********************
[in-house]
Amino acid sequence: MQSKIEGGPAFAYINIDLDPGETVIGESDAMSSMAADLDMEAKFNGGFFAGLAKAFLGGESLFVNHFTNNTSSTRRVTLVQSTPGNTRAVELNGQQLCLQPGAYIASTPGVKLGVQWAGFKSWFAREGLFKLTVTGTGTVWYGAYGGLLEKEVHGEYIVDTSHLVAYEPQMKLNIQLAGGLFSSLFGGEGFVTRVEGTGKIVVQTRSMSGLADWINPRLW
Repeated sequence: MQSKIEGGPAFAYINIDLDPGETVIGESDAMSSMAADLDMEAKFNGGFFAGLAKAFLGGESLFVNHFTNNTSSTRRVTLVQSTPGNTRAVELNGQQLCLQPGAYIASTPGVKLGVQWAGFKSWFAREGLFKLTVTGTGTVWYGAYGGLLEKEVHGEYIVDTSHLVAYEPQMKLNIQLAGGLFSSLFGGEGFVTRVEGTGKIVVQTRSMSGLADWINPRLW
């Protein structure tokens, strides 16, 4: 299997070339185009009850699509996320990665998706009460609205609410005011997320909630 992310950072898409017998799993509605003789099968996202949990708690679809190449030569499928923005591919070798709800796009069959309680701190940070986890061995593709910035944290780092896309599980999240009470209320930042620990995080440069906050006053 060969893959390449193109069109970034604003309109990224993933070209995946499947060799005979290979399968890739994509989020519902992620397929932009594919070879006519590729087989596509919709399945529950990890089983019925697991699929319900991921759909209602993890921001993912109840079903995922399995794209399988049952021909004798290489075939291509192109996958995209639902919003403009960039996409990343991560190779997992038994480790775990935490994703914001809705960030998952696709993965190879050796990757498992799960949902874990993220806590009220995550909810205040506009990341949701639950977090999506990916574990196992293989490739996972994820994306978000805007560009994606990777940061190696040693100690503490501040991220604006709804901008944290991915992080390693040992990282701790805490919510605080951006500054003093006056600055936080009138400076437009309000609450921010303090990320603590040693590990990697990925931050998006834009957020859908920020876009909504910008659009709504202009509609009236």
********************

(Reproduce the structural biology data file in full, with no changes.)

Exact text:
[in-house]
Amino acid sequence: MQSKIEGGPAFAYINIDLDPGETVIGESDAMSSMAADLDMEAKFNGGFFAGLAKAFLGGESLFVNHFTNNTSSTRRVTLVQSTPGNTRAVELNGQQLCLQPGAYIASTPGVKLGVQWAGFKSWFAREGLFKLTVTGTGTVWYGAYGGLLEKEVHGEYIVDTSHLVAYEPQMKLNIQLAGGLFSSLFGGEGFVTRVEGTGKIVVQTRSMSGLADWINPRLW
Repeated sequence: MQSKIEGGPAFAYINIDLDPGETVIGESDAMSSMAADLDMEAKFNGGFFAGLAKAFLGGESLFVNHFTNNTSSTRRVTLVQSTPGNTRAVELNGQQLCLQPGAYIASTPGVKLGVQWAGFKSWFAREGLFKLTVTGTGTVWYGAYGGLLEKEVHGEYIVDTSHLVAYEPQMKLNIQLAGGLFSSLFGGEGFVTRVEGTGKIVVQTRSMSGLADWINPRLW
């Protein structure tokens, strides 16, 4: 299997070339185009009850699509996320990665998706009460609205609410005011997320909630 992310950072898409017998799993509605003789099968996202949990708690679809190449030569499928923005591919070798709800796009069959309680701190940070986890061995593709910035944290780092896309599980999240009470209320930042620990995080440069906050006053 060969893959390449193109069109970034604003309109990224993933070209995946499947060799005979290979399968890739994509989020519902992620397929932009594919070879006519590729087989596509919709399945529950990890089983019925697991699929319900991921759909209602993890921001993912109840079903995922399995794209399988049952021909004798290489075939291509192109996958995209639902919003403009960039996409990343991560190779997992038994480790775990935490994703914001809705960030998952696709993965190879050796990757498992799960949902874990993220806590009220995550909810205040506009990341949701639950977090999506990916574990196992293989490739996972994820994306978000805007560009994606990777940061190696040693100690503490501040991220604006709804901008944290991915992080390693040992990282701790805490919510605080951006500054003093006056600055936080009138400076437009309000609450921010303090990320603590040693590990990697990925931050998006834009957020859908920020876009909504910008659009709504202009509609009236």